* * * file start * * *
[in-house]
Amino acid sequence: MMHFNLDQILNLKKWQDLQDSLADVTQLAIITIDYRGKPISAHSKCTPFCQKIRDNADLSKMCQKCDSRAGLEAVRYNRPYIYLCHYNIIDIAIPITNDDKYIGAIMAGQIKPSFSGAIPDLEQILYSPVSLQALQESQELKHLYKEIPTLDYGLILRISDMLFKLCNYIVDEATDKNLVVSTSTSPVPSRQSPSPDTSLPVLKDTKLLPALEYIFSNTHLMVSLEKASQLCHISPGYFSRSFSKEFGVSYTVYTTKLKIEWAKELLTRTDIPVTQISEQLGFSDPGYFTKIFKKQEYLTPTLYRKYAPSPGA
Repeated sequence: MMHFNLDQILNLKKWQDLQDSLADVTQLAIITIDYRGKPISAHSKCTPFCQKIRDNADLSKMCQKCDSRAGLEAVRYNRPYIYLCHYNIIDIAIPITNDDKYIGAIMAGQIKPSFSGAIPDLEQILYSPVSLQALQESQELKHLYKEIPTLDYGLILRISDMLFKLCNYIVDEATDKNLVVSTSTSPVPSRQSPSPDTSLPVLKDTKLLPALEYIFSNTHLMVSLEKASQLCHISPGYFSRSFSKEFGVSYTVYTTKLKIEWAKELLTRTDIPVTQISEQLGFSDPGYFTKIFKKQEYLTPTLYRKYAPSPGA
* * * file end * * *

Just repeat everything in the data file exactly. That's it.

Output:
[in-house]
Amino acid sequence: MMHFNLDQILNLKKWQDLQDSLADVTQLAIITIDYRGKPISAHSKCTPFCQKIRDNADLSKMCQKCDSRAGLEAVRYNRPYIYLCHYNIIDIAIPITNDDKYIGAIMAGQIKPSFSGAIPDLEQILYSPVSLQALQESQELKHLYKEIPTLDYGLILRISDMLFKLCNYIVDEATDKNLVVSTSTSPVPSRQSPSPDTSLPVLKDTKLLPALEYIFSNTHLMVSLEKASQLCHISPGYFSRSFSKEFGVSYTVYTTKLKIEWAKELLTRTDIPVTQISEQLGFSDPGYFTKIFKKQEYLTPTLYRKYAPSPGA
Repeated sequence: MMHFNLDQILNLKKWQDLQDSLADVTQLAIITIDYRGKPISAHSKCTPFCQKIRDNADLSKMCQKCDSRAGLEAVRYNRPYIYLCHYNIIDIAIPITNDDKYIGAIMAGQIKPSFSGAIPDLEQILYSPVSLQALQESQELKHLYKEIPTLDYGLILRISDMLFKLCNYIVDEATDKNLVVSTSTSPVPSRQSPSPDTSLPVLKDTKLLPALEYIFSNTHLMVSLEKASQLCHISPGYFSRSFSKEFGVSYTVYTTKLKIEWAKELLTRTDIPVTQISEQLGFSDPGYFTKIFKKQEYLTPTLYRKYAPSPGA